Tight restrictions on travel to the United States from most of Europe will be expanded to the United Kingdom and Ireland, Trump administration officials announced Saturday.
The restrictions taking effect at midnight Monday bar foreign nationals who have been in the U.K. or Ireland in the past 14 days, but that does not apply to U.S. citizens, according to acting Department of Homeland Security secretary Chad Wolf. The move is part of an expanding effort to respond to the coronavirus pandemic, or COVID-19.
U.S. citizens will be allowed into the United States, Wolf said. They will be subject to medical screening and medical questions when they arrive, and will be asked to self-quarantine for 14 days, he added.
Such restrictions and the uncertainty associated with the spread of the coronavirus have led to a sharp decline in demand in areas where the restrictions have already rolled out in China, Italy and the rest of Europe, prompting U.S. airlines to cancel flights en masse.
Delta already announced Friday that the airline would eliminate nearly all flying to continental Europe for the next 30 days, but that the airline would continue service to London.
Late Friday, Delta said it would operate one daily flight on routes including Atlanta-Amsterdam, Atlanta-London Heathrow and Atlanta-Paris, to provide customers access to destinations in Europe through partnerships with Air France, KLM and Virgin Atlantic and those carriers’ hubs.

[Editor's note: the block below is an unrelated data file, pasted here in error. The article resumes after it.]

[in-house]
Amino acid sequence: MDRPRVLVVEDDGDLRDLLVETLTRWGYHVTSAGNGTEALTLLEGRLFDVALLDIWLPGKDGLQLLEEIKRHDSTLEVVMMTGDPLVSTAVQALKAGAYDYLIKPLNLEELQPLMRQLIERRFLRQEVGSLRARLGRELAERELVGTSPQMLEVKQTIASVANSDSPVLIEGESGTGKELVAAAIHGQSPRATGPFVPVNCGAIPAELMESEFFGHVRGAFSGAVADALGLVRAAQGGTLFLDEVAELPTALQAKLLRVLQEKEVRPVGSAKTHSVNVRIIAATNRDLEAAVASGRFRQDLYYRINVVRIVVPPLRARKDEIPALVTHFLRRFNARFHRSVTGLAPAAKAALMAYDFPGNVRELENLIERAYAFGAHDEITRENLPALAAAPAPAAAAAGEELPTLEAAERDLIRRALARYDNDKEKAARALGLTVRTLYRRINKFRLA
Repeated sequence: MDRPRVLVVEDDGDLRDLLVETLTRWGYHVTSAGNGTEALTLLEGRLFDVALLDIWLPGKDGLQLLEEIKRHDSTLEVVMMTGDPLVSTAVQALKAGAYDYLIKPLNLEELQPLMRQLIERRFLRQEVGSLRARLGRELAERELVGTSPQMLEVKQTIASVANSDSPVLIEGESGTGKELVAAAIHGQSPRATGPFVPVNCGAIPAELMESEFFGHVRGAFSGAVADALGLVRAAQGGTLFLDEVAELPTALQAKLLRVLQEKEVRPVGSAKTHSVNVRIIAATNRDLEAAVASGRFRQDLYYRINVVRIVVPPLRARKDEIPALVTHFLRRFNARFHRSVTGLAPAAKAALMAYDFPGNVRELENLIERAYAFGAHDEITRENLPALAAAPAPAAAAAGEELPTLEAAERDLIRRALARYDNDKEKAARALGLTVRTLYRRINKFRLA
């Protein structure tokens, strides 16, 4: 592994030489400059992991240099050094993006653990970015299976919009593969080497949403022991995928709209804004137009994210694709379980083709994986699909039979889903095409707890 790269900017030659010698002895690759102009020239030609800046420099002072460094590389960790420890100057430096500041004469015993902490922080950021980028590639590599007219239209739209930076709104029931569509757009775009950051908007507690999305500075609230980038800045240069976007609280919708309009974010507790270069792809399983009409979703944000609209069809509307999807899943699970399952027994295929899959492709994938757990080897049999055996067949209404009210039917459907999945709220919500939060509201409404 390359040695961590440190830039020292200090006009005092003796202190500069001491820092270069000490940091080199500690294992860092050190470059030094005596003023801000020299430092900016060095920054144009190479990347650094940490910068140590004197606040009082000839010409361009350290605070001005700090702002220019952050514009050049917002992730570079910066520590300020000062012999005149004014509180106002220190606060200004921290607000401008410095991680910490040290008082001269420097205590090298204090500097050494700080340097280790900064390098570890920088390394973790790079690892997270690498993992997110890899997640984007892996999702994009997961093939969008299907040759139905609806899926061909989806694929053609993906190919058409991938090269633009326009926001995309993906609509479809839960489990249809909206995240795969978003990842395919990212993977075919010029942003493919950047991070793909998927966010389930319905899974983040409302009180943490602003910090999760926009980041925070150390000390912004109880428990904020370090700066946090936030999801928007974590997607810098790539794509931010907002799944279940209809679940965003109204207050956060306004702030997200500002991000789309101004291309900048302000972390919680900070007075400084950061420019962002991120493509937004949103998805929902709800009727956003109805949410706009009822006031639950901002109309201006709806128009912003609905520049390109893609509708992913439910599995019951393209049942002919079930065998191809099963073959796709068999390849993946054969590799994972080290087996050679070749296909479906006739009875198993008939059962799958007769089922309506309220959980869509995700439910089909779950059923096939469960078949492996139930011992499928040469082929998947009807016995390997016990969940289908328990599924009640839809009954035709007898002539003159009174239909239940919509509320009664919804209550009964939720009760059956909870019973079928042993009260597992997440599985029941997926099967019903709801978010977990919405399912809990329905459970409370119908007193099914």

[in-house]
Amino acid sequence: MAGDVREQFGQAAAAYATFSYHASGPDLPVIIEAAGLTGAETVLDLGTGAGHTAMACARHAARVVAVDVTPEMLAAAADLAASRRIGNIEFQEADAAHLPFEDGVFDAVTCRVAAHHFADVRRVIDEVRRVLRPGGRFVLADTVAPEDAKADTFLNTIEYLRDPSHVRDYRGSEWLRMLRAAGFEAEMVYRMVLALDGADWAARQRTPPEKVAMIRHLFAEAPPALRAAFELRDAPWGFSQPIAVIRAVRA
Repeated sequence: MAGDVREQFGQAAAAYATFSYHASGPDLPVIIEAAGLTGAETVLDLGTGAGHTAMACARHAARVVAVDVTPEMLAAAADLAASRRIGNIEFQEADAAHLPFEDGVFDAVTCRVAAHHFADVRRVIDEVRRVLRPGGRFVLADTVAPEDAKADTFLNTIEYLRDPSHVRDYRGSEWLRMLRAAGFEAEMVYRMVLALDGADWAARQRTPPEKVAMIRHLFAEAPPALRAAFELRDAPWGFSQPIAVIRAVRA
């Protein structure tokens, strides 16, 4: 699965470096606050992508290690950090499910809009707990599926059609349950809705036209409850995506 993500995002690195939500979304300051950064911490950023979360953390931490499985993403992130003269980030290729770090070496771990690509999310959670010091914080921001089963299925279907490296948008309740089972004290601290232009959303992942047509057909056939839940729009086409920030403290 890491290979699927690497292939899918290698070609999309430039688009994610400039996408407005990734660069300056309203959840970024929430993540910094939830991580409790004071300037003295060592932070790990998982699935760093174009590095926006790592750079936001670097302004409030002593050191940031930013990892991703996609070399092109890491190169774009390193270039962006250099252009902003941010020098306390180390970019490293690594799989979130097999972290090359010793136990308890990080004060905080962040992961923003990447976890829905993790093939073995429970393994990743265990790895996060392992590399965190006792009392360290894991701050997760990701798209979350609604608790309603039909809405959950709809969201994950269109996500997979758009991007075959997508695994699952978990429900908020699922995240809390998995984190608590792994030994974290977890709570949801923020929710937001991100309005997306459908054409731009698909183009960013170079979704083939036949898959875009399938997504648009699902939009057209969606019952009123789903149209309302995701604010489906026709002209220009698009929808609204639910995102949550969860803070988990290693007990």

Other routes Delta plans to continue operating are flights to London Heathrow from New York and to Amsterdam from Detroit.
The expansion of the travel restrictions will drive demand down for the flights to the U.K. and Ireland, and Delta said Sunday it would suspend its Detroit-London and New York-Dublin service.
Atlanta-based Delta Air Lines is waiving change fees for travel to, from or through Europe, the U.K. and Ireland through May 31.
Treasury Secretary Steven Mnuchin also voiced interest during the White House press conference in considering assistance for airlines, noting the effects of the travel restrictions on the carriers.
The travel restrictions do not apply to air cargo, Wolf said.
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